There is not much of difference in the measurement of femoral head diameter amongst North and South Indians as the study conducted on bones belonging to South Indians were on dried specimens whereas the study in question included soft tissues as well while measuring various parameters. Cartilage adds 3 mm to the diameter (Javadekar 1961). Average vertical diameter of femoral head is nearly the same as seen by Mukhopadhaya and Barooah (1967) though minor variations may persist as they have not segregated the joints according to sex.

A particular sex can not be determined only by visual examination of the bone as reported by Krogman (1946) and (Stewart (1948) though to some extent it can be possible by seeing the hip bone as reported by Asala et al. (1998). Therefore, in addition to the already existing knowledge on the hip bone for determining sex of an individual it would be benificial if the dimensions of acetabulum could also be incorporated. Measurements of acetabulum are scarcely found in literature as far as our knowledge extends. Average depth of acetabulum according to Mukhopadhaya and Barroah (1967) on right and left sides are 24.7 mm and 24.5 mm respectively. Difference in their observations when compared with the present study exists as they included the dimensions of both the sexes while calculating the mean. Also, they worked upon fresh specimens where as the study in question was on preserved specimens. It is likely that in preserved materials, the soft tissues shrink and therefore the emergence of higher values in the present study. Average diameter of acetabulum was respectively (Mukhopadhaya and Barooah 1967) which is nearly the same as seen in our study.

It would be noticed that in the North Indian hip joints belonging to males or females, the average diameter of femoral head is smaller than the average diameter of accetabulum impressing upon the fact that the femoral head is snugly fitted into the acetabulum which is one of the major reasons why primary osteoarthrosis of hip joint is so uncommon in Indians. Various parameters measured had a higher value on left side than right. Chhibber and Singh (1970); Singh (1970); Dogra and Singh (1971) suggest that left limb is dominant. Whether a person is right handed or left handed more people use left lower limb for weight bearing. (Chhibber and Singh 1970). Therefore, the dimensions of the bones forming the hip joint of left side should be more so as to bear greater loading force on femur. Though, in the present study left hip joint dimensions are greater than the right yet they are statistically insignificant. There should not be much of a difference between the sides otherwise everyone would be walking with an abnormal gait! The present study hence provides valuable parameters which would help the forensic anthropoligists, orthopaedicians and prosthetists to deliver excellent performance in their respective specialities. It was concluded from this study that the regional variations in the parameters measured do exist when the data of two different countries are considered but within a country there is not much variation. Moreover, in last four decades the dimensions of the bony components of the hip joints studied have not changed much.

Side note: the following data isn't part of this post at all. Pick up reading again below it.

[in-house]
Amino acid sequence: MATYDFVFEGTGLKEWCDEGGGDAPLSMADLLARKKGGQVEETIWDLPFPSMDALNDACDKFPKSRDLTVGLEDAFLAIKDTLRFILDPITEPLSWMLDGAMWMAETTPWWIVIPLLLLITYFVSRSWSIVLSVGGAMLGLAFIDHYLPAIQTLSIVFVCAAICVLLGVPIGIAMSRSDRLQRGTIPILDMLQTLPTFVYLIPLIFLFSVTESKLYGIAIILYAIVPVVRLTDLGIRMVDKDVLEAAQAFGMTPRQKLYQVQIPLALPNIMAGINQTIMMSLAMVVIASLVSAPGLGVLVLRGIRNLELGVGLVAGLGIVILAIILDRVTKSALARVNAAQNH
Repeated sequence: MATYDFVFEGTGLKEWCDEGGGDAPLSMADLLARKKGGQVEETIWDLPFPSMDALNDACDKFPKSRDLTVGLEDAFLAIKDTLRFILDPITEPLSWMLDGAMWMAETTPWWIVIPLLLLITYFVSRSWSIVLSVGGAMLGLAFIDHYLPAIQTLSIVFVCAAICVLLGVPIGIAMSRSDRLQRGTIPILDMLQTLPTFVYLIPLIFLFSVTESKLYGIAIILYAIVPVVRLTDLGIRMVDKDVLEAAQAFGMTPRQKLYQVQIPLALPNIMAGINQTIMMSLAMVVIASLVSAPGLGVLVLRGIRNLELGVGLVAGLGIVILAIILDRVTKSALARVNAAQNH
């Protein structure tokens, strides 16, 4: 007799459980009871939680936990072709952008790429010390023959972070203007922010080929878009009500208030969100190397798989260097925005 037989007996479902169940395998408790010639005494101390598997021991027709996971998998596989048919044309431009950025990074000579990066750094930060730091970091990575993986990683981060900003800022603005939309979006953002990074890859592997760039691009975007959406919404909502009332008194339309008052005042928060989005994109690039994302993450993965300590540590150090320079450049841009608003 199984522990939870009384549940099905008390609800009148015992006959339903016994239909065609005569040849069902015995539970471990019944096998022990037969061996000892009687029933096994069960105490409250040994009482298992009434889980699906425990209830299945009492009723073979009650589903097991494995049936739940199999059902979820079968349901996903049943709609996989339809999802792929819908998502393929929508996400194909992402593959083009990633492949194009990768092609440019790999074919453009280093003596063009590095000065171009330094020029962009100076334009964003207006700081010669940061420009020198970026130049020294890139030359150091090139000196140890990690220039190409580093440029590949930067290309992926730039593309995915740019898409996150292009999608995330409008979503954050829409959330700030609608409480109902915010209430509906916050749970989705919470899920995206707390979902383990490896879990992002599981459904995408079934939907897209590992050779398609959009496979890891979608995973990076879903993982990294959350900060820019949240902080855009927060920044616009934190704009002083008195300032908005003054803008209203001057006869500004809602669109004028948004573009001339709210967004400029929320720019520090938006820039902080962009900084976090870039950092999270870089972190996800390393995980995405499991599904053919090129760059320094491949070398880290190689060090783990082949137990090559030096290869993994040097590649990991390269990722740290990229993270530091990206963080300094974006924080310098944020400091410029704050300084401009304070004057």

References:

  1. Asala, S.A., Mbajiorgu, F.E., Papandro, B.A. (1998); A comparative study of femoral head diameters and sex differentiation in Nigerians. Acta Anatomica. 162 : 232-237.
  2. Chhibber, S.R., Singh, I. (1970); Assymetry in muscle weight and one side dominance in the human lower limbs. Journal of Anatomy. 106(3): pp. 553-556.
  3. Dogra, S.K., Singh, I. (1971): Asymmetry in bone weight in the human lower limbs Anatomischer Anzeiger. 128: pp. 278280.
  4. Isaac, B., Vettivel, S., Prasad, R., Jeyaseelan, L., Chandi, G. (1997): Prediction of the femoral neck shaft angle from the length of the femoral neck. Clinical Anatomy. 10: pp. 318-323.
  5. Javadekar, B.S. (1961): A Study of measurements of the femur with special references to sex. A peliminary report. Journal of Anatomical Society of India. 10: pp. 25-27.
  6. Krogman, W.M. (1946): Skeleton in Forensic medicine. Transactions of Institute of Medicine Chicago. 16: pp. 154167.
  7. Menschik, A. (1987): Biometric, Springer, Berlin, Heidelberg, New York.
  8. Menschik, F. (1993): The shape and Kinematics of the hip joint. Journal of Bone and Joint Surgery (British) 75(2): pp 111.
  9. Menschik, F. (1997) The hip joint as a conchoid shape. Journal of Biomechanics. 30(9): pp 971-973.
  10. Mukhopadhaya, B., Barooah, B. (1967): Osteoarthritis of hip in Indians. An anatomical and clinical study. Indian Journal of Orthopaedics 1(1): pp 55-62.
  11. Murray, R.O., (1965): The aetiology of primary osteoarthritis of the hip. British Journal of Radiology. 38: pp 810-824.
  12. Prasad, R., Vettivel, S., Jeyaseelan, L., Isaac, B., Chandi, G. (1996): Reconstruction of femur length from makers of its proximal end. Clinical Anatomy. 9: 28-33.
  13. Singh I. (1970) Functional asymmetry in the lower limbs. Acta Anatomica. 77 pp: 131-138.
  14. Stewart, T.D. (1948): Medicolegal aspects of Skeleton, I, Age, Sex, Race and Stature. American Journal of Physical Anthropology. 6: pp 314-321.

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Fig 1: Method of measurement of depth of acetabulam

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Fig 2: Method of measurement of diameter of acetabulam

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Fig 3: Measurement of diameter of femoral head